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Hey, it's no Troy State, but ...



So I'm standing behind the USF bench as the final seconds of Saturday's huge 24-19 upset of No. 7 West Virginia tick away, and I can't help but feel bad for senior quarterback Pat Julmiste.

Nobody, you see, would help Julmiste execute the requisite celebratory sport-drink cooler-dump on coach Jim Leavitt. Julmiste called to his brother, Josh -- who was pictured prominently in Sports Illustrated last year for his involvement in the previously largest cooler-dump in USF history -- but Josh wouldn't do it. Finally, he found an accessory in freshman Keeley Dorsey, who was enjoying holding his hand up to his ear, unable to hear much from a crowd of 52.790.

Here's why Julmiste is a smart senior: he lined up two coolers, just in case Leavitt dodged the first. But Julmiste and Dorsey executed the soaking to perfection on their first attempt, and the Bulls enjoyed the biggest victory in their 10-year history. As West Virginia coach Rich Rodriguez made his opening comments to the press, the Bulls could be heard in the adjacent locker room, shouting "Pat Who?" again and again. (Ineffective as Pat White was Saturday, he will be back next season, if not the next, so that one could reappear in some headlines down the road).

Huge, huge win, even if it ultimately doesn't likely help USF's bowl status and likely takes millions of BCS dollars out of the Big East wallets. I'm all the more convinced they're going to the Bowl in Birmingham. I'll be at Dreamland if you need me. (Yum). With that, my 10 things, some bigger than others, from Saturday's enormous upset.

1. All you Don Beebe fans out there will like this. How big was it that Mike Jenkins ran down two would-be touchdowns from behind, allowing USF to save 11 points. First, Darius Reynaud -- that'd be WVU leading rusher Darius Reynaud -- gets loose on a reverse. Jenkins, initially blocked out at the line of scrimmage by Pat White, gets back and stops Reynaud at the 11. After three plays, West Virginia settles for a field goal. Fast forward to the third quarter, and White completes a pass to receiver Brandon Myles for a 29-yard gain, but Jenkins stops him at the 2. A formality, right? Steve Slaton fumbles inside the 1, and Jenkins helps keep seven points off the board. "That's what No. 4 does best," defensive coordinator Wally Burnham said. "Every two or three games, he's going to save us a touchdown." And I agree with Leavitt -- Jenkins defended the first touchdown to Myles very well -- that was a perfect pass to a 6-3 receiver at the top of his leap.

2. Danny Verpaele hadn't started a game since UCF back in Sept. 14, displaced in the starting lineup by fellow sophomore Carlton Williams. USF's coaches opted to start Verpaele against West Virginia, believing  they needed as much speed as possible on the field. Verpaele's biggest play was a hit, colliding with Slaton at the goal line and forcing a fumble that Ben Moffitt recovered at the 1. (Yes, the Bulls went three-and-out, punted to their own 28 and let West Virginia score four plays later, but nearly four minutes ticked off the clock, an important delay in shortening the game.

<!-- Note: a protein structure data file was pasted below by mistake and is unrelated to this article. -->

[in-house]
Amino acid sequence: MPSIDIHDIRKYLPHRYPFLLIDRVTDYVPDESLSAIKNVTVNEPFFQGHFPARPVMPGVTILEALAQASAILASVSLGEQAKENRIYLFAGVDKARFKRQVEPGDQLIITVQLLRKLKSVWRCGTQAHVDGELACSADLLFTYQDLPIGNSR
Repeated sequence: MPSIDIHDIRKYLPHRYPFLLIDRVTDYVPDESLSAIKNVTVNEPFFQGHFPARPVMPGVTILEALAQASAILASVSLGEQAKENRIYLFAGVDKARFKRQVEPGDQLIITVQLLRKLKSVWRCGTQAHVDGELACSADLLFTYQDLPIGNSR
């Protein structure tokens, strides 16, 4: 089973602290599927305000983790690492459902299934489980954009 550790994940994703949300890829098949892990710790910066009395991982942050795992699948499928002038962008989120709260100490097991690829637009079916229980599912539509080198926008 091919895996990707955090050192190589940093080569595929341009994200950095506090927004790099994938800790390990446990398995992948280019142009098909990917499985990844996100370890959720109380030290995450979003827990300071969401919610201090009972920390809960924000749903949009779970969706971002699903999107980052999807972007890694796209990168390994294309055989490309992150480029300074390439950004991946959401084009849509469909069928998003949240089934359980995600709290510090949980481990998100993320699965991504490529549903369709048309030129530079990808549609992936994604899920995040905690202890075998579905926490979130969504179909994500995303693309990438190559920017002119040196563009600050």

3. OK. West Virginia had the best red-zone offense in the Big East -- 33 touchdowns in 43 trips inside opponents' 20-yard line. All year, just three times they got inside the 20 and didn't at least get a field goal. They did that TWICE against USF. Twice, they got inside the 5 -- what's the name for that zone? -- and came away with nothing. So it's four trips inside the 12, six points. The fake field goal on the opening drive looked bad instantly, and given a few hours of hindsight, I think Rich Rodriguez might like a mulligan on that one.

4. Sure, West Virginia scored just four seconds into the second quarter, but how's this for a stat: when USF held the Mountaineers scoreless in the first, it was just the fourth quarter all season in which West Virginia's been shut out. For comparison, the Mountaineers had five quarters in which they scored 21 or more points. They hadn't scored less than 14 points in a first half; USF held them to six points. They'd scored less than 14 points in one half all season, and they did so in both halves against the Bulls. The best way to measure a strong defense is how it compares to a strong defense.

5. And having said that, USF did what it did with trouble at its absolute most important position. Patrick St. Louis wasn't 100 percent when he played, and on the first play of the second quarter, he sprained his right ankle. (He was on crutches on the sidelines with a boot on his ankle, but should likely be able to return for a bowl). Leavitt said Ben Moffitt was playing on "one good leg" after the thigh bruise he suffered last week. So Saturday's win says tons about Wally Burnham's ability to improvise, shifting Stephen Nicholas to weakside and Chris Robinson to strongside, then also using Jeremy Burnett like a linebacker in a modified nickel.